4. There are two broad categories of sound transmission – Airborne (e.g. Human Voices) and Structure-borne (e.g. Heel Impact on the floor). They behave differently due to the medium they are travelling through and so need different solutions.
  5. It will sound different inside a room (Source room) with LVT than it will in the space below (Receiver room). This is because inside the room absorbing materials improve the sound but between rooms sound insulation or isolation are the best solution to reduce transmission.
  6. Mass is good for reducing Airborne sound. You can imagine that its easier to be heard behind a curtain than a steel door? The door has more mass and therefore it’s harder to vibrate it. Similarly, a concrete slab / screed floor has more mass than a timber floor so it will reduce airborne transmission more effectively, but it also transmits impact sound more readily because of its density and structure. Tap a steel RSJ with a hammer and tap a piece of rubber and notice the difference.   
  7. Untreated Hollow spaces resonate. The space between the floor of a timber joist floor and the ceiling below will resonate if it is empty. Think of it as a drum and your feet are the drumsticks. The sound needs to be absorbed in this space with fibrous material such as a Dense Mineral Wool, fluffy lightweight thermal glass fibre simply doesn’t cut the mustard. Its like putting a pillow in a bass drum. I have never yet found a hollow timber joist floor that doesn’t improve acoustically with mineral wool.
  8. The level of noise reduction required, may be determined by building regulations or it might be specifically detailed by planning for your particular type of use, proximity to your neighbours, where you are based and the structure type.

Let me pull that together for you and summarise with some elements that will help to ensure that your LVT solution remains acoustically effective:

  1. Concrete subfloors need more resilient material under the LVT. It is too thin to spread any impact energy effectively and so passes the vibration straight through to the concrete below. This is then heard clearly by the folks below. Acoustic underlays can vary from 1mm up to 20mm. The right thickness will depend on the level of impact noise reduction required, how dense the material is and how thick / stiff the LVT is.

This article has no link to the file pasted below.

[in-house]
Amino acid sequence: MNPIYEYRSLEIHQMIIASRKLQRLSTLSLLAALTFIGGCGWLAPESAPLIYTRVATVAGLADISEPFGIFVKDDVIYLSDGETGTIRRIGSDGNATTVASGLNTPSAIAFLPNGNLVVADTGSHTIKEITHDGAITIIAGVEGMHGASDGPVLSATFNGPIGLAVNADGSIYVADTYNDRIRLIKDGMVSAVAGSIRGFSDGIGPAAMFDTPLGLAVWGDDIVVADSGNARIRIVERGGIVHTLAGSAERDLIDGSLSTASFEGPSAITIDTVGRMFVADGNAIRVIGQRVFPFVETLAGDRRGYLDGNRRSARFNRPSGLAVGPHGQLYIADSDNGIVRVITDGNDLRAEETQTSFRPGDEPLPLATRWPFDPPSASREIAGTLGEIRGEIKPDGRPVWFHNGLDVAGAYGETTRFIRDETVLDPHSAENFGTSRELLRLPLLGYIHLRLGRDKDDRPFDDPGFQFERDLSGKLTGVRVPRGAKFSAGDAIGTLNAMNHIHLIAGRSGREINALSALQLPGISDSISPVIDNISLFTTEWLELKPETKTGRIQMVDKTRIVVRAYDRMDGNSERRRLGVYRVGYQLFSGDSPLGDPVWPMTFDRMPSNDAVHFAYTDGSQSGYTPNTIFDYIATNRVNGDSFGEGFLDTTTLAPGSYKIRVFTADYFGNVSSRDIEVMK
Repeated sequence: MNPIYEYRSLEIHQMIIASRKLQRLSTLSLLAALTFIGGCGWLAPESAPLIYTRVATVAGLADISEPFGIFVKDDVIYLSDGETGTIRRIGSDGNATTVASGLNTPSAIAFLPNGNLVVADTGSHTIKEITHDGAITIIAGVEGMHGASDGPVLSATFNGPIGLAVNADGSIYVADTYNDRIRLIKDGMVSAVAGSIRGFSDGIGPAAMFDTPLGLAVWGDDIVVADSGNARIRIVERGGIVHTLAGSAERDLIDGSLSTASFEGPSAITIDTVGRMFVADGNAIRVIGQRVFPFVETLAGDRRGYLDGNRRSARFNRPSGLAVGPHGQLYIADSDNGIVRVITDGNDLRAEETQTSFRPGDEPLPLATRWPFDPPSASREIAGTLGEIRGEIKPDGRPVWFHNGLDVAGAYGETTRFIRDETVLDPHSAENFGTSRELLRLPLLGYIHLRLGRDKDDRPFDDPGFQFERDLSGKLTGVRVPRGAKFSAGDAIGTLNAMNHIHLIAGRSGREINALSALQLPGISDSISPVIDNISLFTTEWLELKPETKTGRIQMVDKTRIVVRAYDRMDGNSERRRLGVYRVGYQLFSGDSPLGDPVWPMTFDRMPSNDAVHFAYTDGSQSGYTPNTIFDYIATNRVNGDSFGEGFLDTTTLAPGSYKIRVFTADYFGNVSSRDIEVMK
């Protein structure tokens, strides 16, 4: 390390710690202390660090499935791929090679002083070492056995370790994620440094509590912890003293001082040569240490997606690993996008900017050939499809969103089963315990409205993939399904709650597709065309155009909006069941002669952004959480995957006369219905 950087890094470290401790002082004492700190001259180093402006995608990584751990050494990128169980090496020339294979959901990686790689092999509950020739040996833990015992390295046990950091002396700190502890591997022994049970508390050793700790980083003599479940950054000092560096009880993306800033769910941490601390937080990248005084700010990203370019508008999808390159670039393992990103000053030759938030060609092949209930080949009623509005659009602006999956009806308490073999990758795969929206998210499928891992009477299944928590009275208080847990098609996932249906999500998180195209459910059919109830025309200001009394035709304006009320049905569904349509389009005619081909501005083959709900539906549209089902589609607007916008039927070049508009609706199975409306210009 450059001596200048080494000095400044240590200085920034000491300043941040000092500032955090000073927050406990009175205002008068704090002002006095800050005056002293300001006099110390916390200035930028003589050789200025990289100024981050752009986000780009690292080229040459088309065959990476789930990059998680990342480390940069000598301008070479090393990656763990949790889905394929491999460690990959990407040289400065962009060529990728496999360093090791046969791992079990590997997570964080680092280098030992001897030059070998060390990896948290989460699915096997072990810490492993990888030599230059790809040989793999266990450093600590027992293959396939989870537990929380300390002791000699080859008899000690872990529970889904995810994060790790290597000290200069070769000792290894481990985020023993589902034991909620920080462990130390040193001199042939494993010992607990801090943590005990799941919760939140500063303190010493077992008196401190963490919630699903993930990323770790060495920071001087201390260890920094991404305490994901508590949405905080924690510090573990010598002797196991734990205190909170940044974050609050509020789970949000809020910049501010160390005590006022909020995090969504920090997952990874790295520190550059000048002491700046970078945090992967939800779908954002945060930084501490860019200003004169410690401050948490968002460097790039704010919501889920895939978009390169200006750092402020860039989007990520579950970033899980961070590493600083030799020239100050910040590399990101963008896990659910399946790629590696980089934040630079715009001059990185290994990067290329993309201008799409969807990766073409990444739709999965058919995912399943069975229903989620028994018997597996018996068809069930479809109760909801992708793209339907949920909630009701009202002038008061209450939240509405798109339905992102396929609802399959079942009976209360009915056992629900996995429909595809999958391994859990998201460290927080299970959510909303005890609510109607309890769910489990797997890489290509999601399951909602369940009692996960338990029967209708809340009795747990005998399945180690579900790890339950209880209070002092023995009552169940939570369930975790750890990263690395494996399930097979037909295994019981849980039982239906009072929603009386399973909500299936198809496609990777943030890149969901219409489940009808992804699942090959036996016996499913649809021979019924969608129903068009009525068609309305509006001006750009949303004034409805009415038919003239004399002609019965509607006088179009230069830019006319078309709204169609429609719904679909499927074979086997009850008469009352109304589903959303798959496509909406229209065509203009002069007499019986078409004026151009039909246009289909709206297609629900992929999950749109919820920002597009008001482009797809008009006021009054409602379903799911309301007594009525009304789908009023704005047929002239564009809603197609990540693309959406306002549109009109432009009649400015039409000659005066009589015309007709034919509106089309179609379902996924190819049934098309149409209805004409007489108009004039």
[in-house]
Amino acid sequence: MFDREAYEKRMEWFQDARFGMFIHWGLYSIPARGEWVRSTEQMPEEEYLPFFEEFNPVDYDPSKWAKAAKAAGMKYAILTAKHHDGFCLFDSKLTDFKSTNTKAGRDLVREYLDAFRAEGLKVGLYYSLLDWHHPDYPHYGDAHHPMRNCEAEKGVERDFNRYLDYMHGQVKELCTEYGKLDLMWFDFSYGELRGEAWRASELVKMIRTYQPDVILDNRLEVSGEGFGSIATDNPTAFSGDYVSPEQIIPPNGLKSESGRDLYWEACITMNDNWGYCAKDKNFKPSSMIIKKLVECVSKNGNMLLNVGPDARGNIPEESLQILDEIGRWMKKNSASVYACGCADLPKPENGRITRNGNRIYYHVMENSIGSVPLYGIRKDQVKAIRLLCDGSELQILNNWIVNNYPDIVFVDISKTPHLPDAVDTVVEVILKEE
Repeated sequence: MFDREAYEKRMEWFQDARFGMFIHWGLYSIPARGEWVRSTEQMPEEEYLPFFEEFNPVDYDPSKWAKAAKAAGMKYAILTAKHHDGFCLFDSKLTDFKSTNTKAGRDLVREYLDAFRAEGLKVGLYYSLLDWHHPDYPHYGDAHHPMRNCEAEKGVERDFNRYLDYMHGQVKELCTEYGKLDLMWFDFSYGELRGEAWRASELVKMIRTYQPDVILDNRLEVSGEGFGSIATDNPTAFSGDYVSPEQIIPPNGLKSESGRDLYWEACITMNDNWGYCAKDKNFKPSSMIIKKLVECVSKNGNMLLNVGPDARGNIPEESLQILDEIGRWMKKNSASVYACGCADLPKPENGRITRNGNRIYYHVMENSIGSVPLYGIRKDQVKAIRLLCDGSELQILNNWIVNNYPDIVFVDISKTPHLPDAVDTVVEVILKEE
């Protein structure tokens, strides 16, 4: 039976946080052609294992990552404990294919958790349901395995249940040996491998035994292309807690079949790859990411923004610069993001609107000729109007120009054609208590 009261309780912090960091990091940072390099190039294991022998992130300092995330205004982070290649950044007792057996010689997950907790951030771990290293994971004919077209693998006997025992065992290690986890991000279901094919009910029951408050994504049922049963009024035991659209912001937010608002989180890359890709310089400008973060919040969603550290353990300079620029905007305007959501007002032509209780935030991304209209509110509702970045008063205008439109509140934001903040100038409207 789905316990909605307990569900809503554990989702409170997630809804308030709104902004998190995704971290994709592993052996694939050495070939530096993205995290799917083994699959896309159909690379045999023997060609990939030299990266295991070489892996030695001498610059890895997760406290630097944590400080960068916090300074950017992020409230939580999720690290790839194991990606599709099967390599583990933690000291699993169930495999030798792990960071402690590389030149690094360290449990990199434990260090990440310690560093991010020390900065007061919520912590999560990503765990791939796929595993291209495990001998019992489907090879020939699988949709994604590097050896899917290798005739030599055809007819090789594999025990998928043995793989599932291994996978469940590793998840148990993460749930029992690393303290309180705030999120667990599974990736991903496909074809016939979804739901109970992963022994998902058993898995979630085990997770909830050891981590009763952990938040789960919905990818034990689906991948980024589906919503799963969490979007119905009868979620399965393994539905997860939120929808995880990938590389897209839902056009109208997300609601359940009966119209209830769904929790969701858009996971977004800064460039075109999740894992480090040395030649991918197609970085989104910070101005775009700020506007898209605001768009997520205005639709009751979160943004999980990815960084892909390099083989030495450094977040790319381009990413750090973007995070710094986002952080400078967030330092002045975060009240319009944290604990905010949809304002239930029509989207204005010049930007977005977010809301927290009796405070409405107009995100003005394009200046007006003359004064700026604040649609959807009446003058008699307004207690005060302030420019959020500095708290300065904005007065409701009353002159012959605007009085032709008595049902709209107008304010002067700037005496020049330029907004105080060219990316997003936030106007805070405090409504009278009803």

2. Wooden Subfloors need treating with mineral wool between the joists and more mass adding into the system. This can be done by adding high density Acoustic matting, visco elastic membranes or materials such as cementitious particle board.
  3. Isolation is invaluable – Float your floor if you can. This will significantly improve acoustic performance. Perimeter Flanking band is key here to ensure that the lateral vibration does not pass footfall onto your walls.
  4. Choosing the right adhesive is not just a sticking matter … it can help isolate too.
  5. Great preparation is key. Flat even surfaces are essential to start with. Uneven, gaps or poorly adhered patches can create noise with slaps or taps over time.
  6. LVT is relatively soft and can damage easily, so a firm rigid base underneath is key. But, make sure this rigid layer is sat on an acoustic resilient layer with a perimeter flanking band around it.

In short, by focusing on the LVT as simply one component supported by an acoustic floor system, there are a number of measures that can be implemented to ensure we can all get what we want and Create Quieter Spaces Together™

iKoustic® is a UK based acoustic product specialist that design, manufacture, and supply sound insulation solutions for buildings. Our products and systems are focused on reducing noise transfer through floors, walls and ceilings. 

Talk to iKoustic® for the very best advice, as early in the planning process as possible. Indeed, it may well be that we can save you investing in material that is not needed to achieve the level of sound insulation or reduction. It’s a totally free conversation to understand your specific goals and then to offer sound insulation material advice and guidance based on many years of experience.

To find out more about LVT and iKoustic, visit ikoustic.co.uk/ where you can send us a message via the chat function or call 01937 588226 and speak with Rick.